Twitter is doubling down on stopping the spread of misinformation following the US Presidential election, adding even more hurdles to stop misleading tweets from going viral.
The social network said Tuesday that it would begin taking users who attempt to hit the like button on a flagged tweet to a screen informing them that the contents of the tweet are disputed.
The expanded restrictions come after Twitter reported that its previous decision to add “friction” to the retweet process led to a 29 percent decrease in the spread of misleading information.
The change will be applied to a tweet labeled as “misleading under [Twitter’s] election, COVID-19, and synthetic and manipulated media rules.”
Currently, users who attempted to retweet a tweet that has been flagged with a misinformation label by Twitter receive a full-screen alert telling them that it contains disputed information, as well as a link to additional information on the topic.
In the lead-up to the election, Twitter limited the spread of viral tweets by temporarily suspending features meant to generate more engagement on the platform, including preventing “liked by” and “followed by” recommendations from popping up on users’ feeds.
The new measures arrive a week after CEO Jack Dorsey conceded that his company made “a mistake” in locking The Post’s Twitter account and restricting the spread of its reporting on Hunter Biden’s overseas business dealings.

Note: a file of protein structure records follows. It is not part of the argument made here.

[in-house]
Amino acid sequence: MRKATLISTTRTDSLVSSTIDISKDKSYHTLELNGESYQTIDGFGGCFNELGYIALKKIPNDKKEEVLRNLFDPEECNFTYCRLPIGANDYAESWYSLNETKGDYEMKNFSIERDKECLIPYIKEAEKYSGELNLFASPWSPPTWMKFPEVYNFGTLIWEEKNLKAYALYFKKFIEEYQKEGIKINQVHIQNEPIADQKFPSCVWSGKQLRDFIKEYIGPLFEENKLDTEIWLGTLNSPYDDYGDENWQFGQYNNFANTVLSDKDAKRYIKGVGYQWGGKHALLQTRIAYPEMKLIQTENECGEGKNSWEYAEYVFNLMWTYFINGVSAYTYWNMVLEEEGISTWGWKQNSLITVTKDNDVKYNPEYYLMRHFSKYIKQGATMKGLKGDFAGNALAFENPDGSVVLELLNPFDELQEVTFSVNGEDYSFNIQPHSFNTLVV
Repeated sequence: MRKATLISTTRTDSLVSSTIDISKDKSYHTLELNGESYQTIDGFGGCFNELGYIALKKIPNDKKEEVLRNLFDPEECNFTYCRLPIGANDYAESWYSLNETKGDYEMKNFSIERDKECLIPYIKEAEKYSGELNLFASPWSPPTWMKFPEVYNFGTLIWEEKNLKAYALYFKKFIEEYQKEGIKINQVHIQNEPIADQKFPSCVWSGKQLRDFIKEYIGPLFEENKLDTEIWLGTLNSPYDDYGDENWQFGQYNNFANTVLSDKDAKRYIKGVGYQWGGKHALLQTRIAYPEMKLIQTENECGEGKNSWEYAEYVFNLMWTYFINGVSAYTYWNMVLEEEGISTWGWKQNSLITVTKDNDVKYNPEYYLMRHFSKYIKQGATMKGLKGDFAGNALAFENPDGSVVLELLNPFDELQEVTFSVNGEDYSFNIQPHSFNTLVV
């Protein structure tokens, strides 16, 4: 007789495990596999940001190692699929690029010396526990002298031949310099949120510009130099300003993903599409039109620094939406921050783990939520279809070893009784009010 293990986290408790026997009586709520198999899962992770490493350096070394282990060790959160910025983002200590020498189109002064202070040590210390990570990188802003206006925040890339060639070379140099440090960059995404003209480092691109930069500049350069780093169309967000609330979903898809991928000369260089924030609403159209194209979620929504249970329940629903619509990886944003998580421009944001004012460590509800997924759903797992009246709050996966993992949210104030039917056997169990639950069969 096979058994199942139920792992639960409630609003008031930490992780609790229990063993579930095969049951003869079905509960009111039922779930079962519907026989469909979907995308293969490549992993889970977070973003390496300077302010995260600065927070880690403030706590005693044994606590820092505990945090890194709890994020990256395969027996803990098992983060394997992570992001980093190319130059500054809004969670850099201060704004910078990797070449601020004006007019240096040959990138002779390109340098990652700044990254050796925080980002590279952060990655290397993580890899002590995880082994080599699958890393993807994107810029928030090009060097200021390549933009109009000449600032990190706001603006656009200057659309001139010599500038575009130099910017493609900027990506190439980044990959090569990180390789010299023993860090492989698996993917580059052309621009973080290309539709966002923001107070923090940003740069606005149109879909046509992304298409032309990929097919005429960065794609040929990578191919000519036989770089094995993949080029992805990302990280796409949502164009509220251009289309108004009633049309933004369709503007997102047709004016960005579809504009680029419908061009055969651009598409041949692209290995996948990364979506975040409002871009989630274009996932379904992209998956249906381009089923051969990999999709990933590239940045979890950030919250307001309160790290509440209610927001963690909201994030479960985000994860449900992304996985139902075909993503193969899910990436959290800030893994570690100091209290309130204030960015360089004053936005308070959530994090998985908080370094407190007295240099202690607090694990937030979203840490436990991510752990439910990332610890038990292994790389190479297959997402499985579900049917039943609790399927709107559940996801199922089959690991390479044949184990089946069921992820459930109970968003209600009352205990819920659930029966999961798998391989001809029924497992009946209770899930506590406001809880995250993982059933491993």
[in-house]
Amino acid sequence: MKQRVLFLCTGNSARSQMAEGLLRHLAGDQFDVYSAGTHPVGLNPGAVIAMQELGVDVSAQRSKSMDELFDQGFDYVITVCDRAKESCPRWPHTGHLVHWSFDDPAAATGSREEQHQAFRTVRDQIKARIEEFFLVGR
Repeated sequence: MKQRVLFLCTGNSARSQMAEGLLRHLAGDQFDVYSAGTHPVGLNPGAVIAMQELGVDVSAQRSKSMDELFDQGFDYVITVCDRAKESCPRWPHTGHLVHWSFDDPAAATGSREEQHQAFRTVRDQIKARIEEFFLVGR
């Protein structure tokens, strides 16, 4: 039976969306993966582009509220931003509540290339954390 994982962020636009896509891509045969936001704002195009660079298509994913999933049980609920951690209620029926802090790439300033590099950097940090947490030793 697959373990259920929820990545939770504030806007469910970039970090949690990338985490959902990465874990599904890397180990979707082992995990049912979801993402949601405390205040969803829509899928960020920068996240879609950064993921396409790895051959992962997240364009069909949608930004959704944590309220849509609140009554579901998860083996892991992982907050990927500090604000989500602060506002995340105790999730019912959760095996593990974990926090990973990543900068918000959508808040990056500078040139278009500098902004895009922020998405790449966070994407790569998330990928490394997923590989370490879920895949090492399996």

Twitter at the time prevented users from sharing any links to The Post’s reporting, before quickly backtracking after receiving intense backlash.
Dorsey made the near mea culpa during a Senate Judiciary Committee hearing in which he and Facebook founder Mark Zuckerberg were grilled over their companies’ outsize influence and perceived anti-conservative bias.
“We recognize it as a mistake that we made, both in terms of the intention of the policy and also the enforcement action of not allowing people to share it publicly or privately,” Dorsey said during a, Senate Judiciary Committee hearing.
Twitter shares were up 0.6 percent Tuesday afternoon, trading at $45.20.